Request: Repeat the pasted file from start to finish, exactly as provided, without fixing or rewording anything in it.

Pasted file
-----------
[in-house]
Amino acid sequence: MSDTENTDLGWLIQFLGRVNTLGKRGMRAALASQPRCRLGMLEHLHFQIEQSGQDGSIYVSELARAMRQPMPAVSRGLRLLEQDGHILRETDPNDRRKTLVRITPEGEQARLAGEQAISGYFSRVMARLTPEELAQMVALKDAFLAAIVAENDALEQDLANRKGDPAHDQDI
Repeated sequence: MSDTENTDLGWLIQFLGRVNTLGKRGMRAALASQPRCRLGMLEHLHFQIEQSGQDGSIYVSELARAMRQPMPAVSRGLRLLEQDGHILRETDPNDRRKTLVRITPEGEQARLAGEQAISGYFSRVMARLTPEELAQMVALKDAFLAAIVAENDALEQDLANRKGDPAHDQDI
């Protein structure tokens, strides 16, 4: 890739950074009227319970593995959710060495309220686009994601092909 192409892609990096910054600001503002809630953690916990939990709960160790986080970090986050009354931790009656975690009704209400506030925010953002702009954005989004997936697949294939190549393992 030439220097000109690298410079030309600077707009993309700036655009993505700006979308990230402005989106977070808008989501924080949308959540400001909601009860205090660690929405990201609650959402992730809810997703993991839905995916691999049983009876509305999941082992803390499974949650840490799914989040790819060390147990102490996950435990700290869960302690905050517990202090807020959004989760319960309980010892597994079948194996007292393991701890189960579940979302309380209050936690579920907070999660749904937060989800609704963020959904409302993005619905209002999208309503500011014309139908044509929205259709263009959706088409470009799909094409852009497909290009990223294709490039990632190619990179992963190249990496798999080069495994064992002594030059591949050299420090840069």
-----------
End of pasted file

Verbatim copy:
[in-house]
Amino acid sequence: MSDTENTDLGWLIQFLGRVNTLGKRGMRAALASQPRCRLGMLEHLHFQIEQSGQDGSIYVSELARAMRQPMPAVSRGLRLLEQDGHILRETDPNDRRKTLVRITPEGEQARLAGEQAISGYFSRVMARLTPEELAQMVALKDAFLAAIVAENDALEQDLANRKGDPAHDQDI
Repeated sequence: MSDTENTDLGWLIQFLGRVNTLGKRGMRAALASQPRCRLGMLEHLHFQIEQSGQDGSIYVSELARAMRQPMPAVSRGLRLLEQDGHILRETDPNDRRKTLVRITPEGEQARLAGEQAISGYFSRVMARLTPEELAQMVALKDAFLAAIVAENDALEQDLANRKGDPAHDQDI
């Protein structure tokens, strides 16, 4: 890739950074009227319970593995959710060495309220686009994601092909 192409892609990096910054600001503002809630953690916990939990709960160790986080970090986050009354931790009656975690009704209400506030925010953002702009954005989004997936697949294939190549393992 030439220097000109690298410079030309600077707009993309700036655009993505700006979308990230402005989106977070808008989501924080949308959540400001909601009860205090660690929405990201609650959402992730809810997703993991839905995916691999049983009876509305999941082992803390499974949650840490799914989040790819060390147990102490996950435990700290869960302690905050517990202090807020959004989760319960309980010892597994079948194996007292393991701890189960579940979302309380209050936690579920907070999660749904937060989800609704963020959904409302993005619905209002999208309503500011014309139908044509929205259709263009959706088409470009799909094409852009497909290009990223294709490039990632190619990179992963190249990496798999080069495994064992002594030059591949050299420090840069």